We all have our favorite text editor, and are willing to defend its superiority above all other editors by any means necessary. And then there’s Notepad. But what Notepad may lack in text manipulation features, it compensates with its inconspicuous qualities as a gaming platform. Yes, you read that correctly, and [Sheepolution] delivers the proof with a text-based adventure game running within Notepad.
What started out with [Sheepolution] jokingly wondering what such a game may look like, ended up as an actual implementation as answer to it. Behind the scenes, a script written in Lua using the LÖVE framework — for which he also created an extensive tutorial — monitors the state of several text files that make up the game world. Each location is a separate text file to open in Notepad, showing the current state of the game, telling the story with text and ASCII art, and offering choices to the player. The game is played by modifying and saving those text files, which the script then processes to push the gameplay forward by simply updating the content of those files with the new state. Check out the game’s trailer after the break to get a feel of what that looks like.
Unfortunately, Notepad itself doesn’t automatically reload the file when its content changes, so to provide a smoother gaming experience, [Sheepolution] modified the open source implementation Notepad2 to work around this, and bundled it as part of the game’s executable. Initially, he even added animations to the ASCII graphics, but in the end decided against most of them to avoid constant disk writes and race conditions caused by them.
Sure, this is no Game Boy emulator in a text editor, and it may not be as groundbreaking as Notepad’s latest feature, but it’s always amusing to see alternative uses for well-established tools.
Continue reading “Slaying Dragons In Notepad”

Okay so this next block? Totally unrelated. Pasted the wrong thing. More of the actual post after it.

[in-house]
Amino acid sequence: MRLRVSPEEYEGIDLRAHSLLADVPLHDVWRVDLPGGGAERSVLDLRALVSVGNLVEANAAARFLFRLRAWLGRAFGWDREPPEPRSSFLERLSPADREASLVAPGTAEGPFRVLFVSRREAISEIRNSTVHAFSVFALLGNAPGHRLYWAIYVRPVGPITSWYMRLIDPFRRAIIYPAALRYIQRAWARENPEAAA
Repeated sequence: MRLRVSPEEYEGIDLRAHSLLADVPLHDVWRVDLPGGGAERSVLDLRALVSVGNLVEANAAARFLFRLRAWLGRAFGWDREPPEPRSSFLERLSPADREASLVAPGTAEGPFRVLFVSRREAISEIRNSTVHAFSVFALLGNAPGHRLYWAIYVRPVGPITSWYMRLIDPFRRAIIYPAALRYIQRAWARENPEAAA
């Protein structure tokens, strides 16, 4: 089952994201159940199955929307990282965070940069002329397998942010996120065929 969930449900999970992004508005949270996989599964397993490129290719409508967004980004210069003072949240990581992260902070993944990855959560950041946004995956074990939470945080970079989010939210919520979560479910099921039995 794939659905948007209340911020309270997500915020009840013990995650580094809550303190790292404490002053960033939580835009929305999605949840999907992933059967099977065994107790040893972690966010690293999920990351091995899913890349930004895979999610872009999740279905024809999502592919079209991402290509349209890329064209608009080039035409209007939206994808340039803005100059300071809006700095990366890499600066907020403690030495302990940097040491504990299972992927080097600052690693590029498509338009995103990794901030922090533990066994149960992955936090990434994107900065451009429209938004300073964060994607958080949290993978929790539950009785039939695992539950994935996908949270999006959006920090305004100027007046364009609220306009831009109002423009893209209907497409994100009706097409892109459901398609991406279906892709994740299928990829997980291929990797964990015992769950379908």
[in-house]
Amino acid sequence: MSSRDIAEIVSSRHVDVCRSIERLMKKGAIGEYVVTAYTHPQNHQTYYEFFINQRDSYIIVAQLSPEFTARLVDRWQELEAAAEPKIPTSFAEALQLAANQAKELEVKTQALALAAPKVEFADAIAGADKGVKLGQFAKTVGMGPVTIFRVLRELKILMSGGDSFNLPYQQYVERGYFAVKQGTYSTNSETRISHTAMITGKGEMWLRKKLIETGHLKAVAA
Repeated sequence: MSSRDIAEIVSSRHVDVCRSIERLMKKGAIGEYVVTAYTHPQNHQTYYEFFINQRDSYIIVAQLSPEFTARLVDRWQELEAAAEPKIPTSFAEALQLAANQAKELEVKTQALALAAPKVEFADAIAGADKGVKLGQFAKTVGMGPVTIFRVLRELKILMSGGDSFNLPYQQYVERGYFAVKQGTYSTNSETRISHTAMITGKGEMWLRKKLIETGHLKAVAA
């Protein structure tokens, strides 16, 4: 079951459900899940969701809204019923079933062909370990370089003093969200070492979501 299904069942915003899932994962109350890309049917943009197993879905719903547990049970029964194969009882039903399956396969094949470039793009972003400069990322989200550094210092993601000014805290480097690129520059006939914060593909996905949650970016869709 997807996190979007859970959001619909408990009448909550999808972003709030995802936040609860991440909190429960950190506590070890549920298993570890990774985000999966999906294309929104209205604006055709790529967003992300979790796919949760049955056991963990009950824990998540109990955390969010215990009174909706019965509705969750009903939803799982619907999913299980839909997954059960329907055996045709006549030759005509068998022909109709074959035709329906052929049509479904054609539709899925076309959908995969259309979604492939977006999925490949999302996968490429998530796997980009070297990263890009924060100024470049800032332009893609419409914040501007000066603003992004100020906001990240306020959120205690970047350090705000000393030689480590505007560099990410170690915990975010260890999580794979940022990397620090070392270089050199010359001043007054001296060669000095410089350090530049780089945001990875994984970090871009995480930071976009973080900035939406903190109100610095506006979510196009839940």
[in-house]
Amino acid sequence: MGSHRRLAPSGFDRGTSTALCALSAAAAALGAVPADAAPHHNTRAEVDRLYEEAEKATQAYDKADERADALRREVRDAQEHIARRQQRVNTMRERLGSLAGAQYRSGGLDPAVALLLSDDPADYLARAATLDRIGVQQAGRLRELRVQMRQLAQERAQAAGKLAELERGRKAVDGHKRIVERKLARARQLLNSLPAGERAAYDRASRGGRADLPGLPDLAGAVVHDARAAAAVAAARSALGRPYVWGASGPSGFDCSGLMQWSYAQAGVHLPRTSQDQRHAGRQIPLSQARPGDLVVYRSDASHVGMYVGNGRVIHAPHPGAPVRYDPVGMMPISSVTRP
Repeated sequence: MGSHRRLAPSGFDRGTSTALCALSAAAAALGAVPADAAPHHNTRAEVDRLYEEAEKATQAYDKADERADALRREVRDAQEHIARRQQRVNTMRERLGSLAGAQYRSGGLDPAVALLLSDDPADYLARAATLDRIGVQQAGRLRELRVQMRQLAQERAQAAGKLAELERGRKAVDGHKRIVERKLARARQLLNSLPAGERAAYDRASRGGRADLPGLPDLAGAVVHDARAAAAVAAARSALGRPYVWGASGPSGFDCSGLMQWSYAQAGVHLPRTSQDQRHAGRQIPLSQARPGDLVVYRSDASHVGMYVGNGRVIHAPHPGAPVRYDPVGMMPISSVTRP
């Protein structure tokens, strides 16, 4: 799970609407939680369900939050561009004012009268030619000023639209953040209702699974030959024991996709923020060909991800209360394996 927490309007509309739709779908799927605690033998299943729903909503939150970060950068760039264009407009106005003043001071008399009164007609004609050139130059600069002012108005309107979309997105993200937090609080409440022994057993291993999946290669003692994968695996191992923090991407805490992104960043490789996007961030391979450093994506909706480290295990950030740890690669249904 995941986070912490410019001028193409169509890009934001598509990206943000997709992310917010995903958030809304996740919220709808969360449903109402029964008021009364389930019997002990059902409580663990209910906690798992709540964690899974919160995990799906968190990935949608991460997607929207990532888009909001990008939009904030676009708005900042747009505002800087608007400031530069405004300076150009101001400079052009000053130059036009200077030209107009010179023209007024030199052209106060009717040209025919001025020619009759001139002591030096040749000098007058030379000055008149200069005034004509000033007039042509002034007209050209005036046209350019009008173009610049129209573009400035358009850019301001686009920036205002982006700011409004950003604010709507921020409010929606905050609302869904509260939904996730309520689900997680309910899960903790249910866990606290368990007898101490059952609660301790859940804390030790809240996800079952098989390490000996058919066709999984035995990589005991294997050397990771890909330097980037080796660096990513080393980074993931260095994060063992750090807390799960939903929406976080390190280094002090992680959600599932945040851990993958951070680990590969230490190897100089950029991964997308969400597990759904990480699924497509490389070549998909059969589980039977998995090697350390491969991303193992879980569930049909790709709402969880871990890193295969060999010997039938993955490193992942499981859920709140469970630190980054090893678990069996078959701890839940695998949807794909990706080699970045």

In what is probably this century’s greatest advancement in technology, Windows Notepad now supports Unix line endings. This is it, people. Where were you when Kennedy was assassinated? Where were you when Neil Armstrong set foot on the moon? Where were you when Challenger blew up? Where are you now?
Previously, Windows Notepad only supported Windows End of Line Characters — a Carriage Return (CR) and Line Feed (LF). Unix text documents use LF for line endings, and Macs use CR for line endings. The end result of this toppling of the Tower of Babel for End of Line characters is a horrific mess; Windows users can’t read Unix text files in Notepad, and everything is just terrible. Opening a Unix text file in Windows produces a solid block of text without any whitespace. Opening a Windows text file in anything else puts little rectangles at the end of each line.
Starting with the current Window 10 Insider build, Notepad now supports Unix line endings, Macintosh line endings, and Windows line endings. Rejoice, the greatest problem in technology has now been solved.
[Dave] noted that in a recent poll of FPGA developers, emacs was far and away the most popular VHDL and Verilog editor. There are a few reasons for this – namely, emacs comes with packages for editing your HDL of choice. For those of us not wanting to install (and learn) the emacs operating system, [Dave] got Notepad++ to work with these packages.
Notepad++ already has VHDL and Verilog highlighting along with other advanced text editor features, but [Dave] wanted templates, automated declarations and beautification. To do this, he used the FingerText to store code as snippets and call them up at the wave of a finger.
As [Dave] writes his code, the component declarations constantly need to be updated, and with the help of a Perl script [Dave] can update them with the click of a hotkey. Beautification is a harder nut to crack, as Notepad++ doesn’t even have a VHDL or Verilog beautifier plugin. This was accomplished by installing emacs and running the beautification process as a batch script. Nobody can have it all, but we’re thinking [Dave]’s method of getting away from emacs is pretty neat.